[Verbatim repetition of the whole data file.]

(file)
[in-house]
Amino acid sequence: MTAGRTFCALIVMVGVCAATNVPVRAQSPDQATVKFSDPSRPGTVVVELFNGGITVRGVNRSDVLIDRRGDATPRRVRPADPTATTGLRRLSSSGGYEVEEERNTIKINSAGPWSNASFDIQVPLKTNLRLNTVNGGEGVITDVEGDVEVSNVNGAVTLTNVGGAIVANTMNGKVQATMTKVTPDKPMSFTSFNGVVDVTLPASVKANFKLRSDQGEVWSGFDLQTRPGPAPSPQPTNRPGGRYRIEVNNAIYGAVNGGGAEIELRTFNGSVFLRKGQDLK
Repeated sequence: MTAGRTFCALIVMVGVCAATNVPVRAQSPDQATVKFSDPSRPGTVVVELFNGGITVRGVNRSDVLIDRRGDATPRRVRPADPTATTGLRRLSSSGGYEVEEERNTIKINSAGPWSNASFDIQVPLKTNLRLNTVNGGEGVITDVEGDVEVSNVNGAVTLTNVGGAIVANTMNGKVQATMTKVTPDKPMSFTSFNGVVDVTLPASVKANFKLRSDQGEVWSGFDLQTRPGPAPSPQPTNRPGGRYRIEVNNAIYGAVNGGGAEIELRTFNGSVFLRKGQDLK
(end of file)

[in-house]
Amino acid sequence: MTAGRTFCALIVMVGVCAATNVPVRAQSPDQATVKFSDPSRPGTVVVELFNGGITVRGVNRSDVLIDRRGDATPRRVRPADPTATTGLRRLSSSGGYEVEEERNTIKINSAGPWSNASFDIQVPLKTNLRLNTVNGGEGVITDVEGDVEVSNVNGAVTLTNVGGAIVANTMNGKVQATMTKVTPDKPMSFTSFNGVVDVTLPASVKANFKLRSDQGEVWSGFDLQTRPGPAPSPQPTNRPGGRYRIEVNNAIYGAVNGGGAEIELRTFNGSVFLRKGQDLK
Repeated sequence: MTAGRTFCALIVMVGVCAATNVPVRAQSPDQATVKFSDPSRPGTVVVELFNGGITVRGVNRSDVLIDRRGDATPRRVRPADPTATTGLRRLSSSGGYEVEEERNTIKINSAGPWSNASFDIQVPLKTNLRLNTVNGGEGVITDVEGDVEVSNVNGAVTLTNVGGAIVANTMNGKVQATMTKVTPDKPMSFTSFNGVVDVTLPASVKANFKLRSDQGEVWSGFDLQTRPGPAPSPQPTNRPGGRYRIEVNNAIYGAVNGGGAEIELRTFNGSVFLRKGQDLK